The idea that “the Black guy dies first” in horror movies is just a myth. It does memorably happen in films such as Jurassic Park, which is not a horror movie, and Scream 2, which is a metatextual commentary on horror movies, but not nearly as often as legend suggests. Unfortunately, that’s probably because far too many horror movies historically have either scrimped on Black characters altogether or saddled them with patronizing, voice-of-reason dialogue before unceremoniously offing them midmovie.
Those days, for the most part, appear to be over. The new series Them, which streams on Amazon Prime today, is only the latest salvo in a flourishing renaissance of horror that reflects the experience of being Black in America.
It’s impossible, or at least ill-advised, to omit the influence of Get Out and Jordan Peele from any discussion of this reinvigorated subgenre. (Previous entrants include 1992’s Candyman, a surreal and spooky treatise on gentrification.) Peele’s 2017 breakout film brilliantly used horror to lay bare the exploitative drive beneath the well-meaning veneer of white liberals. His influence is unmistakable in recent movies such as Bad Hair, Antebellum, and Vampires vs The Bronx—which are admittedly not all successful—and of course within his own projects, like 2019 sophomore feature, Us, HBO’s hit 2020 series, Lovecraft Country, which he produced, and the upcoming“spiritual sequel” to Candyman, which he cowrote with director Nia DaCosta.
Which brings us to Them.
In the summer of 2018, Amazon Studios gave prolific producer Lena Waithe and creator Little Marvin a two-season order for their anthology horror series, Them, in which the cast and plot would change every season. It was to be the streamer’s answer to American Horror Story. (Call it African-American Horror Story. Or, on second thought, don’t do that.)
Them has since gained some superficial overlap with Peele’s second film, 2019’s Us, even though the latter hadn’t yet released when the former went into development. The title Them exists in opposition to Us, young actor Shahadi Wright Joseph has a major role in both, and both make outstanding use of the song “Les Fleurs” by Minnie Riperton. The more important commonality with Peele’s work overall, however, is that Them mines the landscape of Black trauma for its plot lines, pathos, and scares.
Set in 1953, the series takes place amid the Great Migration, where Black families fled the Jim Crow South en masse for suburban enclaves around the rest of the country. After a grisly tragedy only hinted at in the opening scene, World War II vet Henry Emory (Ashley Thomas) and his wife, Lucky (Deborah Ayorinde), trade the boonies of rural North Carolina for the lily-white Back to the Future-like suburbs of Compton, California. (Yes, that Compton.) Once there, the couple struggles with being desegregation pioneers in a proto-MAGA neighborhood that also happens to be haunted. The entire family, which includes daughters Ruby (Joseph) and Gracie (Melody Hurd), soon encounters bespoke ghosts, along with more corporeal villains such as housewife Betty (Alison Pill), who is determined to bully them out of the neighborhood.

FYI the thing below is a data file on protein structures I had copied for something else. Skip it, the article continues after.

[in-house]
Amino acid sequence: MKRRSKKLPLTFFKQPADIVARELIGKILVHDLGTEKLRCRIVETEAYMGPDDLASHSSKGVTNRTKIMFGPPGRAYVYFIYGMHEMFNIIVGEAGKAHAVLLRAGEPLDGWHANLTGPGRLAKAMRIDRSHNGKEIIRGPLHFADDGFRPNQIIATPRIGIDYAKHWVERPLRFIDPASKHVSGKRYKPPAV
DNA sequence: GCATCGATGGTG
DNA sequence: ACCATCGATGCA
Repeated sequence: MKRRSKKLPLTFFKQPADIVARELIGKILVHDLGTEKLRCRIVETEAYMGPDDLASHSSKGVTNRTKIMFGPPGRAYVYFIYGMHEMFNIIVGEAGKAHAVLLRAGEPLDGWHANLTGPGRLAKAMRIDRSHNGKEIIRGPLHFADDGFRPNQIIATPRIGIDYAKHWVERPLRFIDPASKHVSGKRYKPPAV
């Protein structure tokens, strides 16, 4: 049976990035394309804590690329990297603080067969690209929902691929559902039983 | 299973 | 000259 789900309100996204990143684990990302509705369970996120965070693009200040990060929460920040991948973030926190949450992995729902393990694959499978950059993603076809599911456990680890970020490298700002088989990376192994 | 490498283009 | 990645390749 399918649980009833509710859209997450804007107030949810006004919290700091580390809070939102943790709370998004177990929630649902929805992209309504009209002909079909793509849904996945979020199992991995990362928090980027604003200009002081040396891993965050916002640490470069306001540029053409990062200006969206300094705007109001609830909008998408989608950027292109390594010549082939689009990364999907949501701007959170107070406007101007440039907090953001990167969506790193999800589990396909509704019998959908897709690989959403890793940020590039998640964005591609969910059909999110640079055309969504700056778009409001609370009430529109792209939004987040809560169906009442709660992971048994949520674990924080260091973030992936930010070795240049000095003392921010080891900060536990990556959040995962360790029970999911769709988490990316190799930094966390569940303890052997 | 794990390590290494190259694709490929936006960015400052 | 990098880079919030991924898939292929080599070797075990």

The context of the series is historically accurate. Not only is the Great Migration real, so are the racially restrictive real estate covenants that helped keep the suburbs white for so long, along with the Homeowners Association, whose outright racist roots is also depicted here. It’s an era that’s especially ripe for reassessment at a time when you can turn on Fox News at seemingly any hour and see an idiot in a bow tie talk about “protecting” “our” “heritage.”
In fact, the era is such fertile ground for modern retelling, it’s seen two prior depictions in just the last year.
Brit Bennett’s sensational bestseller, The Vanishing Half, soon to be adapted as an HBO limited series, features a section centered around the first Black family to move into the Palace Estates subdivision of ritzy Brentwood, California in 1968. Just as in Them, the neighbors are all committed to intimidating out the new family once the Homeowners Association fails to prevent their arrival. All the while, the character narrating this section “couldn’t tell what unnerved her more, a colored family moving in or imagining what might be done to stop them.”
Horror is already lurking right on the surface of America’s white supremacist past, and it hardly needs ghosts to zhuzh it up.
Ghosts do figure into the other major 2020 piece of storytelling about a white area resisting its new Black neighbors. In the third episode of Lovecraft Country, a Black woman purchases a dilapidated Victorian mansion on Chicago’s North Side, only to face intimidation from white neighbors outside and from malevolent spirits within. (Guess which group ultimately turns out to be more vicious!) That self-contained episode, “Holy Ghost,” shares a lot of DNA with Them. However, while Lovecraft Country cleverly illuminates some struggles of desegregating the suburbs, Them goes all in. The series zooms out far beyond neighborly antagonists, ghostly and otherwise, to examine how real estate developers and banks are all in on the conspiracy as well.
It’s unfortunate that both series take a horror tack on this chapter of American history, since repetition dulls the impact somewhat. But this same story could be told in 10 different ways and still produce new wrinkles. (Lord knows, plenty of paler moments in American history have been told far too many times.)
Horror is often used to present a supernatural monster alongside a human one, to let the audience wrestle with the question of which is the worse villain. Fortunately for audiences hungry for more shows like Them, Black Americans have contended with so many human monsters, past and present, they may never run out of fresh stories to tell about them.